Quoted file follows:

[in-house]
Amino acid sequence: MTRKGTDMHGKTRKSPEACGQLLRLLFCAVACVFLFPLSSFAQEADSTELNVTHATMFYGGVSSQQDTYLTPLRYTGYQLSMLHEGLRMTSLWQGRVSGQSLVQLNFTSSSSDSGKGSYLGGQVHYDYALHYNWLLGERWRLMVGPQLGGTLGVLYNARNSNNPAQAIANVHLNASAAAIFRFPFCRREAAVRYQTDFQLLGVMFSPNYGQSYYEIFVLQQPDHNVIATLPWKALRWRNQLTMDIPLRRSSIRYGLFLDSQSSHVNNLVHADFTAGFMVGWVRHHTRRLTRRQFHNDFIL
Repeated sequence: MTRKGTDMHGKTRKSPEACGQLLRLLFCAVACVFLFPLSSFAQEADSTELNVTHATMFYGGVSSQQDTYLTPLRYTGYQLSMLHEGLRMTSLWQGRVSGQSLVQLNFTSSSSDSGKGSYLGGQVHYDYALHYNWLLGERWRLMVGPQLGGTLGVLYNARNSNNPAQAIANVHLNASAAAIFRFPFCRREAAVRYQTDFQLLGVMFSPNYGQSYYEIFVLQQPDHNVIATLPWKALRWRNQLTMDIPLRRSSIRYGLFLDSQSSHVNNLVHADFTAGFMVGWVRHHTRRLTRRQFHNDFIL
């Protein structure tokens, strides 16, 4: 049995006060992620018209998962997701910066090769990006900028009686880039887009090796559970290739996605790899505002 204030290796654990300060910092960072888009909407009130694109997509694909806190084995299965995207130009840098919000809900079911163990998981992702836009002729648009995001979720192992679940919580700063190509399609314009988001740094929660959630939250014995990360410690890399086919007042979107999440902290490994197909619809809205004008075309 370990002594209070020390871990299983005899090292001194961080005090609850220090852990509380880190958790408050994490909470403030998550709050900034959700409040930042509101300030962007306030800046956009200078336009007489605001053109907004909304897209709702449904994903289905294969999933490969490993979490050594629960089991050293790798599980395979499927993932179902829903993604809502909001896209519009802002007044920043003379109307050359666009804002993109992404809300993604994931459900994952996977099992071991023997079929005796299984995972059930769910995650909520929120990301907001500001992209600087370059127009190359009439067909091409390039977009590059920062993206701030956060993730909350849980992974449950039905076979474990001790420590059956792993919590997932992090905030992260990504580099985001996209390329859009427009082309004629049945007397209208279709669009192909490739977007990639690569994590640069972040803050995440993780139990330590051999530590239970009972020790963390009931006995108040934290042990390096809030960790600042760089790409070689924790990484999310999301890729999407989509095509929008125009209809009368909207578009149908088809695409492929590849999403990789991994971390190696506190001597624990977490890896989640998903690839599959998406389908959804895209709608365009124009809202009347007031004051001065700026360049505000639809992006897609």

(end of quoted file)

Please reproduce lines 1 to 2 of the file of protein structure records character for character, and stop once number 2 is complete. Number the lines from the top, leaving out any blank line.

[in-house]
Amino acid sequence: MTRKGTDMHGKTRKSPEACGQLLRLLFCAVACVFLFPLSSFAQEADSTELNVTHATMFYGGVSSQQDTYLTPLRYTGYQLSMLHEGLRMTSLWQGRVSGQSLVQLNFTSSSSDSGKGSYLGGQVHYDYALHYNWLLGERWRLMVGPQLGGTLGVLYNARNSNNPAQAIANVHLNASAAAIFRFPFCRREAAVRYQTDFQLLGVMFSPNYGQSYYEIFVLQQPDHNVIATLPWKALRWRNQLTMDIPLRRSSIRYGLFLDSQSSHVNNLVHADFTAGFMVGWVRHHTRRLTRRQFHNDFIL